In Europe the introduction of new species exists since several centuries, but with the increase of global trade we are noticing acceleration! With the consequence that invasive species have gradually colonised the continent and France has not been spared. Aquatic environments and wetland areas are particularly touched by the arrival of those species.

Two common invasive species:

ragondin tnOriginally from Southern America, the "Nutria" has been raised for its fur from 1882. When this activity stopped, the animals had been scattered into nature and multiplied greatly. Today they are causing great damage, especially to the embankments and the causeways of the ponds where they dig their burrows.

 

 

renouee tnThe Japanese knotweed has been introduced in France voluntarily in 1939 as an ornamental plant. It can practically eradicate all other species due to a high growth rate and abundant foliage, depriving other herbaceous species and young trees seedlings of light.

 

 

 

Some other species present in the Brenne and their arrival date in France:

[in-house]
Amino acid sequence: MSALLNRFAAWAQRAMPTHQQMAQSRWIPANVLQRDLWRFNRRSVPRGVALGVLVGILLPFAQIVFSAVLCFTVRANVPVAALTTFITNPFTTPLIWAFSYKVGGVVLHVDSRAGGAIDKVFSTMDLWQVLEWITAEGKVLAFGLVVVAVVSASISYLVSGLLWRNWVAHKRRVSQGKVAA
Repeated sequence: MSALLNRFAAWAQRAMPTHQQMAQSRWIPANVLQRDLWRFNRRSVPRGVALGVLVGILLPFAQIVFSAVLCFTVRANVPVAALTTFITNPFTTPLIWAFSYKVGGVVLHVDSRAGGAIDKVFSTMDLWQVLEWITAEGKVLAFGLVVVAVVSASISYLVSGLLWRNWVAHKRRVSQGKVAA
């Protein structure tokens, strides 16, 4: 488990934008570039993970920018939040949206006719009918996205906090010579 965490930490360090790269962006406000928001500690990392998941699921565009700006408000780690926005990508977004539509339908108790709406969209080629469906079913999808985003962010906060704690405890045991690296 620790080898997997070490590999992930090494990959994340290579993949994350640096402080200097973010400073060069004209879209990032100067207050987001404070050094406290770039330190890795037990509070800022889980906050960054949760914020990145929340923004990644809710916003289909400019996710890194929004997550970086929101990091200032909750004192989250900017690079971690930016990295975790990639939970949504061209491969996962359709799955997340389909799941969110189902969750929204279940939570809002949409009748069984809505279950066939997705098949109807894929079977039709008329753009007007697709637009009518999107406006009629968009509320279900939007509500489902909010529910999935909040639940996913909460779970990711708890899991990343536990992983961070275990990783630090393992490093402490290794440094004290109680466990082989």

• 1786: Alianthus altissima, China
  • 1863: Ambrosia artemisiifolia, Northern America
  • 1871: Catfish ( Ictalarus sp.), Northern America
  • 1877: Sun perch or Rainbow perch (Lepomis gibbosus), Southern America
  • 1880 : Myriophyllum aquaticum, Southern America
  • 1896: Buddlea or Butterfly trea (Buddleja davidii), China
  • 1911-1913: Red Swamp crayfish (Orconectes limosus), Cost of the United States
  • 1925: Musk rat (Ondatra zibethicus), Canada
  • 1970: Florida turtle (Trachemys scripta elegans), United States of America


Rapid growth, strong adaptability, high reproductive capacity, extrema resistance, etc.: amongst the invasive species present in the Brenne actually, 2 are clearly the most threatening:

The Red swamp crayfish
erlintroduction
The Water-Primrose (Ludwigia)
jussie1 tn

Other invasive exotic species are about to cross "the borders of the Park". Notably the bullfrog, which shows an extraordinary voracity (e.g. an adult bullfrog is able to swallow a young moorhen!) and the Asian hornet which is a great threat to our bees....


Guide of the exotic invasive species of the park

Bienvenue dans le Parc naturel régional de la Brenne